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Laciey and her boss Joseph

Laciey’s Story: The Difference A Year Can Make

// February 25, 2020

From Internship to Management In Less Than One Year

At the beginning of 2019, Laciey Eidson had no idea how much her life would change in one year.

Her financial future looked bleak as she navigated life as a newly single parent on a part-time real estate income. One day, as she sat in an orientation for Temporary Assistance for Needy Families (TANF), she experienced a moment of clarity. She knew she would have to try something different to create a more stable future for herself and her 12-year-old daughter.

Laciey, 37, saw a brochure for an accelerated Information Technology program at the Community College of Aurora. She immediately knew she could do it. She qualified for a grant from the Strengthening Working Families Initiative (SWFI) that covered her tuition. Still, she struggled under the chronic stress of her financial situation. During her first semester, she failed a class.

Finding support through Colorado Coalition for the Homeless

She was three months behind on her electricity bill and unsure how she would stay in school when her SWFI career coach connected her with Colorado Coalition for the Homeless (CCH). Fueled by a grant from The Women’s Foundation of Colorado WAGES program , CCH provides vocational services for women who have experienced homelessness or who are at risk of homelessness. It also provides other supports that are vital to women’s success in job training programs.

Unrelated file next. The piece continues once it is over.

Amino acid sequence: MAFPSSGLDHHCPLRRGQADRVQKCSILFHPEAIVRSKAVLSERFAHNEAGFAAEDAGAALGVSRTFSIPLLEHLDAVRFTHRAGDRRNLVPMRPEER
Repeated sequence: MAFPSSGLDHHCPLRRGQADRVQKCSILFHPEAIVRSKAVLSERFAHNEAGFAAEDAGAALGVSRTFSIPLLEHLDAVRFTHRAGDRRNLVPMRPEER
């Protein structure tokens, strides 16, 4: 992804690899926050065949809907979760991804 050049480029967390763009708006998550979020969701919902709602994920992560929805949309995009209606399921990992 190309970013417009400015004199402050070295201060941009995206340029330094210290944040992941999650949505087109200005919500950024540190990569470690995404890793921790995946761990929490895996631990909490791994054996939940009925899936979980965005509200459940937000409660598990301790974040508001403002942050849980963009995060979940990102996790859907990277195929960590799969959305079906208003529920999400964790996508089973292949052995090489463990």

For Laciey, connecting with CCH meant a paid electricity bill, gas to get from Westminster to Aurora, and other essentials, such as updated registration tags for her car. Without these supports, “I wouldn’t have been able to make it to school,” acknowledges Laciey.

“I never in a million years would have found this job if it wasn’t for CCH,” said Laciey.

With a little bit of breathing room, Laciey rebounded with As and Bs the next semester and earned her CompTIA A+ certificate. CCH placed her in an IT internship at A2J Tech Store, where she earned minimum wage. She expected to gain critical web design experience, but never expected that she would ascend directly into a management position. In November 2019, just months after her internship began, A2J Tech Store offered Laciey full-time employment. She now supervises three part-time employees, soon to include an intern from CCH, whom she will mentor. In addition to a raise, she now earns a percent of the company’s monthly revenue.

Securing a promising career in information technology

“I never in a million years would have found this job if it wasn’t for CCH” she says, smiling. Along with the perks of secure employment and a steady income, Laciey is grateful for continued growth opportunities. A2J has asked CCH for help providing Laciey with a career coach who can mentor her as she grows in IT. CCH has also signed her up for a coding training class and will be glad to help her with the cost of additional training.

“Just because someone finds employment doesn’t mean our relationship ends,” said Victoria Johnson, vocational services manager at CCH. “We want to help our ladies continue their success.”

In 2019, CCH provided several women with IT, construction, and pest-control training programs and supportive services. CCH has learned that supportive services are essential, especially for women. Many of them are starting over after traumatic experiences, including domestic violence.

“Being able to fund things like bus passes, child care, or make the down payment on an apartment can make all the difference to a woman trying to change her life,” said Victoria.

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